The Cheltenham Festival Ante-Post Favourites

Equine flu may be wreaking havoc in the UK by closing down all racing for a period of
time in February, but with a month to go until arguably the greatest four days of racing
action, the general consensus is that all will be well.

2001 was the last time the Cheltenham festival was canceled after falling into a foot
and mouth exclusion zone but in 2019, another cancellation seems highly unlikely with
authorities quick to react to the flu detected in British racing at the beginning of the

However, it seems safety concerns have also reared up questioning the long-term
future of the festival with top owners Paul and Clare Rooney unhappy with the
conditions of the track.

However, that is unlikely to affect the immediate future of the festival, so who are the
early runners and riders and favourites for the big races in the ante-post betting?

The Gold Cup

Let’s start at the very top, shall we with the most iconic of all races.

The Phillip J Reynolds trained horse Presenting Percy currently heads the betting at 3/1
as of the 7th February with Betway to win the Gold Cup.

It is not hard to see why either with ten wins from the eight-year-olds eighteen races
to date.

In fact, Presenting Percy has been so impressive over the last 24 months you have to
go back to the 26th April 2017 for the last time he failed to finish in the top three.

Last year’s winner Native River is a close second in the ante-post betting at 5/1 and will
prove a popular choice after leading the way for the entire race twelve months ago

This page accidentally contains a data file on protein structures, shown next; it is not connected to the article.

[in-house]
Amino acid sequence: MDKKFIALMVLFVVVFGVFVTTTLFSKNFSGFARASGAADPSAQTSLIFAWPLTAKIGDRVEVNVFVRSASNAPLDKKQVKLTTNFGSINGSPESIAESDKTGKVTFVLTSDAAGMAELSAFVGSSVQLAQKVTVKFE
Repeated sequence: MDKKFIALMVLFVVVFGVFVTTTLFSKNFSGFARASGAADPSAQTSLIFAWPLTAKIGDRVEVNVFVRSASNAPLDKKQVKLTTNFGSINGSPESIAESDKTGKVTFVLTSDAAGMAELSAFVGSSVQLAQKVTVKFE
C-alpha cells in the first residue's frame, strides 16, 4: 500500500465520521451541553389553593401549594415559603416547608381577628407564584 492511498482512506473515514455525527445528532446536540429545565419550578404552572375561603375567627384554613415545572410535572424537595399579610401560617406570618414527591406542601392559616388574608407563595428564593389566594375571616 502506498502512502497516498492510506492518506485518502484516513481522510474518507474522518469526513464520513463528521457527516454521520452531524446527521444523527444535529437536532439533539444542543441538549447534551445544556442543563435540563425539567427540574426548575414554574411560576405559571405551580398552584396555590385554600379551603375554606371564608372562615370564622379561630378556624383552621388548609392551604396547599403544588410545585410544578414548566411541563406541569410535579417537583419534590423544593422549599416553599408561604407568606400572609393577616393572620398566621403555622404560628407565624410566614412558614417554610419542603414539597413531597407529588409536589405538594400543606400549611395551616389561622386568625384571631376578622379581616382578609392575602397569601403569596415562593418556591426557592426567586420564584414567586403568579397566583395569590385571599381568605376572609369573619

while Kemboy comes in as the third favourite at 7/1 in what promises to be yet
another thrilling Gold Cup.

Betway Champion Chase

The Champion Chase is another of many high-profile races on the Cheltenham Festival
card and was first run in 1959 with Quita Que coming across the line first.

Twelve months ago, it was Altior trained by Nicky Henderson who took victory over the
one-mile seven-furlong race.

With eighteen wins from twenty starts, it is of little surprise to see Altior once again
the short price favourite at 2/5.

The nine-year-old bay gelding owned by Mrs. Patricia Pugh has won every race it has
entered since October 2015 and continues to be one of the finest horses ever to have
raced on these shores.

It will be tough for the remainder of the field, but the French entry Min will aim to
cause an upset at 9/2 and end Altior’s reign at the top.

The eight-year-old has the capabilities as a win at Leopardstown at the beginning of
February over seventeen furlongs can testify making for an exciting contest.

Footpad rounds out the top three at 6/1 but will need something to happen to the top
two in order to be in contention.

Champion Hurdle

Raced over two miles, the Champion Hurdle forms the third and final race of the iconic
Triple Crown of Hurdling only adding to the prestige of the race.

Due to the distance, it is vital that each horse is probably cooled down after every
running of the race in order to keep the horse calm and ready to rest for the next
phase of training.

As an element of stamina is required, it was no surprise to see the French horse
Buveur d’Air sweep to victory in 2018 for the second straight year.

However, heading into 2019, there is a new(ish) name in town as fellow French runner
Apples Jade heads the betting at 13/8.

Owned by the Gigginstown House Stud, Apples Jade heads to Cheltenham on a serious
run of form boasting thirteen wins in the seven-year-olds nineteen races to date
including the last four race wins in a row.

However, Buveur d’Air is far from a slouch with fourteen wins from eighteen races.
The defending champion comes in at 7/4 which may prove a worthwhile ante-post bet
after an impressive win at Sandown earlier in the month.

Of the entire race card at Cheltenham, the battle between French rivals Apples Jade
and Buveur D’Air looks set to be one of the stories of the festival and one not to be

Ready for Take Off

The action fast approaching and despite the issues surrounding the Cheltenham
Festival, it looks set to go off with no problems.

A sigh of relief will no doubt be breathed by the course, bookies, punters, race fans,
caterers once the equine flu has cleared as arguably the greatest four-days of racing
action is set to mark the beginning of spring for yet another year.